His appointment could set back LGBT equality by decades

Christian evangelical extremists’ guidance of the Trump administration could roll back human rights gains, creating the type of living hell young LGBTQ Americans and their friends have never imagined.

The Federalist Society and the Heritage Foundation gave President Trump a list of 25 nominees to choose from in replacing retiring moderate Supreme Court Justice Anthony Kennedy, and they all represented a threat to the human rights gains of the past half-century. The president dutifully chose Brett Kavanaugh of the District of Columbia Court of Appeals from the list that his core supporters designed to reverse the progressive measures Kennedy backed during his time on the high court.

Human rights organizations and LGBTQ leaders noted the list Trump chose from represented “extraordinarily extreme” proponents of conservative ideology who would harbor contempt for the nation’s LGBTQ community. The inclusion of another staunch conservative to follow Trump’s previous appointment, Neil Gorsuch, will tip the high court toward intolerance.

At risk are same-sex marriage rights, a woman’s right to choose, transgender rights, freedom from religious-based discrimination and anti-discrimination measures designed to protect all people — particularly LGBTQ people and immigrants.

To date no case involving transgender rights has reached the U.S. Supreme Court, but that could happen thanks to Trump’s determination to ban transgender people from military service. Multiple lower-level federal courts have blocked the president’s efforts so far, but one of the several transgender troop ban cases, such as Doe v. Trump, could wind up before the high court in the future.

On the subject of religious discrimination, cases involving the right of Christian bakers, florists and others to refuse service to same-sex couples undoubtedly will be heard by the U.S. Supreme Court again. The high court ruled that the Colorado Civil Rights Commission had overstepped its authority when it penalized Masterpiece Cakeshop for refusing to bake a cake, but it sidestepped the issue of whether the baker had unlawfully discriminated against the same-sex couple.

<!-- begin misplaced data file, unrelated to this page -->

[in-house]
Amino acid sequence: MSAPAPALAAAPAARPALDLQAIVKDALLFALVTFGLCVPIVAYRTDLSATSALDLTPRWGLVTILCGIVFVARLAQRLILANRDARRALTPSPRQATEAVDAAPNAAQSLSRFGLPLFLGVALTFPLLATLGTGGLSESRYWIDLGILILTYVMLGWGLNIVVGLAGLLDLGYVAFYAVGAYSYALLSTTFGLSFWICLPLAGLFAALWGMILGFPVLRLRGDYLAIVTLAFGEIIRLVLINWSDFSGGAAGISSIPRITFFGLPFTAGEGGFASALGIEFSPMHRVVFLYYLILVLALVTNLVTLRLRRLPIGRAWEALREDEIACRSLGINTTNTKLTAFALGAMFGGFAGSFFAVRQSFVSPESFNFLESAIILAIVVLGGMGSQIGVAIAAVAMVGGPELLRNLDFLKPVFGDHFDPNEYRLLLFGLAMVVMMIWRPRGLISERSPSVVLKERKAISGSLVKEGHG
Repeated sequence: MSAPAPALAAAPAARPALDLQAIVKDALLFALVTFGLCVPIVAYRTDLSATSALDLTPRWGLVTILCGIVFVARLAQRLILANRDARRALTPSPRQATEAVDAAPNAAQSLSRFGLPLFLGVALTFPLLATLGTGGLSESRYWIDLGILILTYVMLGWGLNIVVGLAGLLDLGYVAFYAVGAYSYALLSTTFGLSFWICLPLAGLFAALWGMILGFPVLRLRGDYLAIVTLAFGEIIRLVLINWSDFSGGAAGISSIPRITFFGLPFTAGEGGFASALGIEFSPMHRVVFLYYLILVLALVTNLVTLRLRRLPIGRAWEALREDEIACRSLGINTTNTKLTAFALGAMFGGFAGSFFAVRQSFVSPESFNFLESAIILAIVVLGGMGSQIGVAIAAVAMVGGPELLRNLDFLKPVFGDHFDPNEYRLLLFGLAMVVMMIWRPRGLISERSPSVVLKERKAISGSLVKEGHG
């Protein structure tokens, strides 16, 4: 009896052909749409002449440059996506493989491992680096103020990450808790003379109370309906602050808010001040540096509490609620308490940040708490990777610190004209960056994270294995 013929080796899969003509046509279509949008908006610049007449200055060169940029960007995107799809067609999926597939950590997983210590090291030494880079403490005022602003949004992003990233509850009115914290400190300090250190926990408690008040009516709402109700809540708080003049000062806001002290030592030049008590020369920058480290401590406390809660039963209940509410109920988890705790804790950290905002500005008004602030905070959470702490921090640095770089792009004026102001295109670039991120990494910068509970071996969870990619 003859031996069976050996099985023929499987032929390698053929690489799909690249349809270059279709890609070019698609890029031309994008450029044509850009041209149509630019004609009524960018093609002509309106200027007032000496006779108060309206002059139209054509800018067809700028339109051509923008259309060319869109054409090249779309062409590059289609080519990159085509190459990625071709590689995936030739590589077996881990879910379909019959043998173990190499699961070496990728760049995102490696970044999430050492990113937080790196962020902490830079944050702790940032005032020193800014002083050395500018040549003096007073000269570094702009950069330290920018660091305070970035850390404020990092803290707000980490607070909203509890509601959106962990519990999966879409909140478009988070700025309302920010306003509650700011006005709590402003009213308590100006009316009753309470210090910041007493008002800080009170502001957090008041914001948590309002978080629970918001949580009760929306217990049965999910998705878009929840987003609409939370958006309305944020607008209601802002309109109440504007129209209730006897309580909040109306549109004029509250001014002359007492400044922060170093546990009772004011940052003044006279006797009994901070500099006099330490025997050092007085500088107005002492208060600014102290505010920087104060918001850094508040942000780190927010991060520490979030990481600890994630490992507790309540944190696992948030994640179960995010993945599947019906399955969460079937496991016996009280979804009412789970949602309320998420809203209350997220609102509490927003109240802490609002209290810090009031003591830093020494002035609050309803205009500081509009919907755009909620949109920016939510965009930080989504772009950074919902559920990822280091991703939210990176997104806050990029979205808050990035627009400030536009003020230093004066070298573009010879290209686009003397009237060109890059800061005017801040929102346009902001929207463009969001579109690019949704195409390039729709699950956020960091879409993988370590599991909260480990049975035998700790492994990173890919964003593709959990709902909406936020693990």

The case Arlene’s Flowers Inc. v. Washington, which involves a florist sued by the state of Washington for refusing to make a flower arrangement for a same-sex couple, could be the next religious discrimination case to reach the high court.

Employment discrimination is the focus of EEOC v. R.G. & G.R. Harris Funeral Homes. It involved the firing of a transgender woman by a Michigan Funeral Home when she came out. Federal civil rights laws do not include the categories of sexual orientation and gender identity, and less than half of the states include such language in nondiscrimination laws. Observers expect this case or one like it will also reach the high court.

A “bathroom case” such as Doe v. Boyertown Area School District will also likely be heard by the U.S. Supreme Court. The Trump administration removed guidance measures instituted by the Obama Administration for school districts, and that has led to Boyertown in Pennsylvania and other school districts across the country to limit restroom use for transgender students to their biological sex.

Any one of these cases reaching the U.S. Supreme Court with two appointees by Trump will lead to unfavorable decisions for LGBTQ citizens and a backlash nationwide.

Conservative pundits claim concerns about how devastating a new high court with a majority of ultra-conservatives are “overblown,” but LGBTQ Americans — at least we oldies, if not the newbies — know better. We lived through the discrimination once, and we don’t want to do it again.

For all of the LGBTQ supporters of Trump and other Republicans who parrot the president’s claims about his spectacular economic success, money only goes so far to enrich your lives.

There was a time not all that long ago when law enforcement prevented gatherings of LGBTQ people not only in public but also private homes. It actually happened in the 1950s that district attorneys in some cities, including in Texas, waged wars on LGBTQ people and raided private homes to disrupt same-couples dancing with each other. If you aren’t free to enjoy your life without fear of discrimination and reprisal, you have nothing.

It’s essential that LGBTQ Americans and their friends vote in greater numbers than ever for progressive candidates to stop Christian evangelical conservatives from eroding human rights gains.

David Webb is a veteran journalist with more than four decades of experience, including a stint as a staff reporter for Dallas Voice. In 2016, he received the Press Club of Dallas’ Legends Award, bestowed in large part for his work with Dallas Voice. He now lives on Cedar Creek Lake and writes for publications nationwide.